Blessings to you today, my friends.
There are some new Kindle deals today (and some from yesterday I forgot to mention).
(Yesterday on the blog: Glorifying God and Glorifying Mountains)
This is a really helpful look at anger that is sinful and anger that is pure.
“The Bible speaks a lot about hope, not so much about optimism. That doesn’t mean optimism is necessarily bad! (The Bible doesn’t mention pie, and only a monster would insist we avoid that.) However, both inside and outside of the church, there is confusion about hope and optimism.”
What is Reformed theology? There’s a modern answer and a traditional answer, as this article points out.
“Christians throughout all time have been, rightly, energized to love God more through this high calling. But I have to say this: There is something greater than the Great Commandment. Before you strike me off as a heretic, hear me out.”
The John 10:10 Project is back with another great video, this one focusing on hummingbirds.
“When my dear April died, more than one friend asked me if I found solace in the fact that her death had brought an end to her suffering. In one sense, yes: I’m glad that she is no longer shivering in pain and rejoice that she is with Christ for he is a far better husband than I ever was. Even in death, God is faithful. But in another sense, ‘no.’”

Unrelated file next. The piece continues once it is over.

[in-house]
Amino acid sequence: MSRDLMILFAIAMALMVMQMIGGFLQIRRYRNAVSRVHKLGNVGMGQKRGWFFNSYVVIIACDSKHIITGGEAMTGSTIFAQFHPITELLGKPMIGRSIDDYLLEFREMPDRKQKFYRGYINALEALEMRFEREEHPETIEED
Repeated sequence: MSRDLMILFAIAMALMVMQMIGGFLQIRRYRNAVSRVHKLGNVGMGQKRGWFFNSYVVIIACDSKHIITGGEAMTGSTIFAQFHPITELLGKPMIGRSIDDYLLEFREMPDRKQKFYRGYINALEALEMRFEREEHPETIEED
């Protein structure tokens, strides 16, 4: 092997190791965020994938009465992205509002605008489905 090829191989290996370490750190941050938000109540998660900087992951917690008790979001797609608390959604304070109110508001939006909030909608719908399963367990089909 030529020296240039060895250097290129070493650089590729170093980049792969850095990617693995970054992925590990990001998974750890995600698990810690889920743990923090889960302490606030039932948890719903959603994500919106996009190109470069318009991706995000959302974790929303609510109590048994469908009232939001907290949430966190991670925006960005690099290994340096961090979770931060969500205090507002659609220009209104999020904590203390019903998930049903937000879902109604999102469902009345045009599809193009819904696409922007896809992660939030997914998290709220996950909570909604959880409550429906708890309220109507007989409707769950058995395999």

It is clear in the Bible that God’s intention for marriage is that it remain in effect until the death of one spouse. I believe it is also quite clear that God has provided a limited set of circumstances in which a marriage can legitimately be severed. However, many people—even Christians—offer reasons to divorce that are not sanctioned by God.
The gospel provides the only true remedy for sexual brokenness. The theological and pastoral challenges we face in the transgender revolution are indeed enormous, but they are not beyond the sufficiency of Christ’s cross and resurrection. —Al Mohler